Providing additional, enhanced and out-of-hours services may generate super profits for a practice to earn – the fees from such work substantially exceed the cost of the provision. This guidance, put together by the BMA, covers goodwill in relation to those earnings
The Department of Health and Social Care (DHSC) revised existing arrangements prohibiting the sale of goodwill of a medical practice so that:
- there were no barriers (eg., a ban on the sale of goodwill) that would stop alternative providers from seeking to provide certain services (out-of-hours services, enhanced services and additional services);
- existing subcontractors’ rights would not be infringed.
Some elements of the new general medical services (GMS) contract have led the DHSC to decide to change the arrangements in relation to goodwill. Changes include:
- the categorisation of services, with distinctions between essential, additional and enhanced services;
- the transfer of responsibility for out-of-hours services from practices to primary care organisations (PCOs);
- the desire for contestability, choice and competition when PCOs develop their commissioning strategies for enhanced services;
- the clear distinction between the types of providers in primary care GMS practices, primary medical services (PMS) practices, alternative providers and the PCO directly providing services.
The General Practitioners Committee (GPC) has consistently opposed this policy. The BMA believe it increases the threat to co-ordinated, practice-based care, and the highly regarded UK model of general practice.
What the regulations say
The critical part of the PMS regulations is paragraph 3(1).
- As a GMS contractor has to provide essential services to a registered patient list there is no reference to having a registered patient list in 3(1)(a).
- A PMS contractor does not have to have a registered patient list but, if they do, this will relate to the provision of essential services.
- For providers to trade in goodwill for additional, enhanced and out-of-hours services, they will need to set up a separate entity. This is distinct from the provider that contracts with the PCO to provide essential services to a registered patient list.
- Once established, the separate entity may bid in open competition to provide additional, enhanced or out-of-hours services.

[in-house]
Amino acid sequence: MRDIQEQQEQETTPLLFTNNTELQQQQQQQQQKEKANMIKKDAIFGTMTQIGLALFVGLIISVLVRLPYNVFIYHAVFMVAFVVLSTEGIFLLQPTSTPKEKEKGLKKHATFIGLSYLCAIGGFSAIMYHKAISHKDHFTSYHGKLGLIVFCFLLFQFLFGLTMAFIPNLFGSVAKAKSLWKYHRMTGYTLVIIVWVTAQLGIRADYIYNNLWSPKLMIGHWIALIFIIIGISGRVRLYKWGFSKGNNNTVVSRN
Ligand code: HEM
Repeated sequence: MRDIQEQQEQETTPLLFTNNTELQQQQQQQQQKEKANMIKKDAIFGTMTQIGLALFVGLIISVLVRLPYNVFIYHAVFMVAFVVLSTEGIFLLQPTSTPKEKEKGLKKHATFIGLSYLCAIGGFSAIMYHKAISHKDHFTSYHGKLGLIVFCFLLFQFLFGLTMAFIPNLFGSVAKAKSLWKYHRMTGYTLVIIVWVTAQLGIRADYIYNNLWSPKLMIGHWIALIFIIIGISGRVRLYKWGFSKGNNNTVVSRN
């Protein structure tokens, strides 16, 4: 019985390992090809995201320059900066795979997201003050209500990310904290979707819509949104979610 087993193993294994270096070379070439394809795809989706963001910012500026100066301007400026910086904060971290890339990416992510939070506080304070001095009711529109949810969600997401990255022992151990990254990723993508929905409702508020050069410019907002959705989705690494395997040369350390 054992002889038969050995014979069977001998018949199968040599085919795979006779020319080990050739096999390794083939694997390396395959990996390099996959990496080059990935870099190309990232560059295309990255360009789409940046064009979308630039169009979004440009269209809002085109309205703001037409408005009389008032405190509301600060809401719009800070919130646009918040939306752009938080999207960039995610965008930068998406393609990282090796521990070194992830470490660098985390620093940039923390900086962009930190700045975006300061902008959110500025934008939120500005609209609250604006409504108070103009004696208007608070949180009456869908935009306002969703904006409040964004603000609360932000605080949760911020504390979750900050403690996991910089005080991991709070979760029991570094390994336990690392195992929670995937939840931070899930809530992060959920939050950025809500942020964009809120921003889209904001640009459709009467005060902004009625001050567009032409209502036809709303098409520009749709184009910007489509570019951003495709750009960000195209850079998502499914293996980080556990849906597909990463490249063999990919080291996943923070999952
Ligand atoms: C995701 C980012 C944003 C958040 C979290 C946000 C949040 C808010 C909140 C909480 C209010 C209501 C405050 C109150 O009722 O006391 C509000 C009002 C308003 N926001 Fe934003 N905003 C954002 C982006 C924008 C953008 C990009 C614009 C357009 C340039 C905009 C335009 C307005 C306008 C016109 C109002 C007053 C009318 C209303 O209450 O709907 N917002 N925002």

- Practices will need to have opted out of providing those services as part of their original contract with the PCO.
- This might be treating practices unfairly compared to commercial providers in terms of what they would need to do to get themselves into a position to compete.
- GMS practices have preferred-provider status for the additional services they were already providing, or for any contracts from before 1 April 2004 for the duration of that contract.
- The series of hoops the practice may have to jump through might be necessary to level the playing field.
Options for practices
Before making plans to change provider arrangements to be able to trade in goodwill for additional, enhanced or out-of-hours services, practices must take legal advice.
Here are the options available to you.
- Continue as you are
GMS practices that provide essential, additional, enhanced and out-of-hours services, or PMS practices providing essential services and equivalent services, may wish to continue as they are. No trade in goodwill will be possible for these services.
- Set up a separate provider entity for enhanced services
GMS or PMS practices could expand a number of enhanced services. To achieve this they may wish to set up a separate provider entity to contract with the PCO to provide these services. Goodwill may be traded for these services.
- Set up a separate provider entity for out-of-hours services
GMS practices may have opted out of providing out-of-hours through their GMS contract, but may wish to set up, or join, a separate entity to provide these services. Goodwill may be traded for these services.